A conflict within the community of those investigating business ethics is whether decision makers are motivated by an ethics of justice or an ethics of caring. The proposition put forward in this paper is that ethical orientations are strongly related to cultural backgrounds. Specifically, Hofstede's cultural stereotyping using his masculine-feminine dimension may well match a culture's reliance on justice or caring when decisions are made. A study of college graduates from six countries showed that Hofstede's dimension was remarkably accurate in (...) predicating a justice or caring orientation for decision makers from five of the six countries. (shrink)
This study examined whether different aspects of self-regulation (i.e., emotion and behavior regulation) account for gender differences in German and mathematics achievement. Specifically, we investigated whether higher school achievement by girls in comparison to boys can be explained by self-regulation. German and mathematics achievement were assessed in a sample of 53 German fifth graders (19 boys, 34 girls) using formal academic performance tests (i.e., reading, writing, mathematics) and teachers’ ratings (i.e., grades in German and mathematics). Moreover, teachers rated children’s behavior (...) regulation using the Self-Control Scale (SCS-K-D). Children’s self-reported strategies of emotion regulation were assessed with the Questionnaire for the Measurement of Stress and Coping in Children and Adolescents (SSKJ 3-8). Age and intelligence (CFT 20-R) were included as control variables. Analyses of mean differences showed that girls outperformed boys in German achievement and behavior regulation. Regression analyses, using a bootstrapping method, revealed that relations between gender and German achievement were mediated by behavior regulation. Furthermore, we found a suppression effect of behavior regulation on the relation between gender and mathematics achievement: boys’ mathematics achievement was underestimated when the analyses did not control for behavior regulation. We discuss these results from a developmental perspective and within the theoretical framework of self-regulation and achievement. (shrink)
We have conducted an experimental study of V-type electromagnetically induced transparency in sodium. Its principles are elucidated by a simple model. Measurements show decreased fluorescence and absorption depending on the detuning of the driving and probe fields, which is in agreement with the results of numerical simulation.
The publication of Jurgen Habermas's Nachmetaphysisches Denken (Post-Metaphysical Thinking) and the publication of a Hans-Willi Weis article about my work prompted several people in Germany to approach me with questions about my response to those pieces. What follows is a brief reply to both.
Summary In this paper we examine the reaction of the Leiden low-temperature laboratory of Heike Kamerlingh Onnes to new ideas in quantum theory. Especially the contributions of Albert Einstein (1906) and Peter Debye (1912) to the theory of specific heat, and the concept of zero-point energy formulated by Max Planck in 1911, gave a boost to solid state research to test these theories. In the case of specific heat measurements, Kamerlingh Onnes's laboratory faced stiff competition from Walter Nernst's Institute (...) of Physical Chemistry in Berlin. In fact, Berlin got the better of it because Leiden lacked focus. After the liquefaction of helium in 1908, Kamerlingh Onnes transformed his laboratory into an international facility for low temperature research, and for this reason it was impossible to make headway with the specific heat measurements. In the case of zero-point energy, Leiden developed a magnetic research programme to test the concept. Initially the balance of evidence seemed to be tipping in favour of zero-point energy. After 1914, however, Leiden would desert the theory in fovour, of a concept from calssical physics. A curious move that illustrates Kamerlingh Onnes's discomfort with the new quantum theory. (shrink)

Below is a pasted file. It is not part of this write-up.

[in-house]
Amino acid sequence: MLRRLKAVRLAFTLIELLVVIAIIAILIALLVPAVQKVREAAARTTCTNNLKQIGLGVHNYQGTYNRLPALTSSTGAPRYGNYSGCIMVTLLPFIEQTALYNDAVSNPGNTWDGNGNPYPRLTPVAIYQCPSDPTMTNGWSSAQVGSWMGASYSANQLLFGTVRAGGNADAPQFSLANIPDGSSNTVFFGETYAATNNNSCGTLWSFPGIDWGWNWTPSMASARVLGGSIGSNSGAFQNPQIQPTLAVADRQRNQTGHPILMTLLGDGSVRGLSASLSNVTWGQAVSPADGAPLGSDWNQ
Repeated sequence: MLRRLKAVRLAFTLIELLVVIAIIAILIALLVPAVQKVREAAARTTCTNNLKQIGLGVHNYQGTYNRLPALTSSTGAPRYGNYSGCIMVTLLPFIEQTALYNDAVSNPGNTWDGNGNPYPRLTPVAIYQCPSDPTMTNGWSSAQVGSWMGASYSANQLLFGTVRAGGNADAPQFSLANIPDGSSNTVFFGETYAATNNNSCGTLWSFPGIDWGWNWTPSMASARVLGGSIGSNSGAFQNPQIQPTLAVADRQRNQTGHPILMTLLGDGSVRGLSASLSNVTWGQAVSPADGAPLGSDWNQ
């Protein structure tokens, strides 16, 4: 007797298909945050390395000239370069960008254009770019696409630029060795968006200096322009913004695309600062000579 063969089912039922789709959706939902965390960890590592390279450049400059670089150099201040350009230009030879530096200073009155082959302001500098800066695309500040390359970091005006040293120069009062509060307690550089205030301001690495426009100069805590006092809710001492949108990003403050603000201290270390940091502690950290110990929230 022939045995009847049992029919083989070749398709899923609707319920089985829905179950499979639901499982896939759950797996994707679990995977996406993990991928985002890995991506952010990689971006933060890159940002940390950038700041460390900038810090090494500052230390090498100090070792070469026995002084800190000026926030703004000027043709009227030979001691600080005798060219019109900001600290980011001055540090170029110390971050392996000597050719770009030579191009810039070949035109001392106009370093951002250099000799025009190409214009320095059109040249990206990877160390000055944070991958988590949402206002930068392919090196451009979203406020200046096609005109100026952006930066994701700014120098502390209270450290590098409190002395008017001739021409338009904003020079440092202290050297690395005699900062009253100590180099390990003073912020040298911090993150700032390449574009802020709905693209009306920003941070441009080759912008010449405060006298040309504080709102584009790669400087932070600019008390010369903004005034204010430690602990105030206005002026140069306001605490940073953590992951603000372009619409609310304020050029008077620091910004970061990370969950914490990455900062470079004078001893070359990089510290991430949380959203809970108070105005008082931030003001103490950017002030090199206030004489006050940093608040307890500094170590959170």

This book presents a systematic account of the role of the personal spiritual ideal of wu-wei--literally "no doing," but better rendered as "effortless action"--in early Chinese thought. Edward Slingerland's analysis shows that wu-wei represents the most general of a set of conceptual metaphors having to do with a state of effortless ease and unself-consciousness. This concept of effortlessness, he contends, serves as a common ideal for both Daoist and Confucian thinkers. He also argues that this concept contains within itself a (...) conceptual tension that motivates the development of early Chinese thought: the so-called "paradox of wu-wei," or the question of how one can consciously "try not to try." Methodologically, this book represents a preliminary attempt to apply the contemporary theory of conceptual metaphor to the study of early Chinese thought. Although the focus is upon early China, both the subject matter and methodology have wider implications. The subject of wu-wei is relevant to anyone interested in later East Asian religious thought or in the so-called "virtue-ethics" tradition in the West. Moreover, the technique of conceptual metaphor analysis--along with the principle of "embodied realism" upon which it is based--provides an exciting new theoretical framework and methodological tool for the study of comparative thought, comparative religion, intellectual history, and even the humanities in general. Part of the purpose of this work is thus to help introduce scholars in the humanities and social sciences to this methodology, and provide an example of how it may be applied to a particular sub-field. (shrink)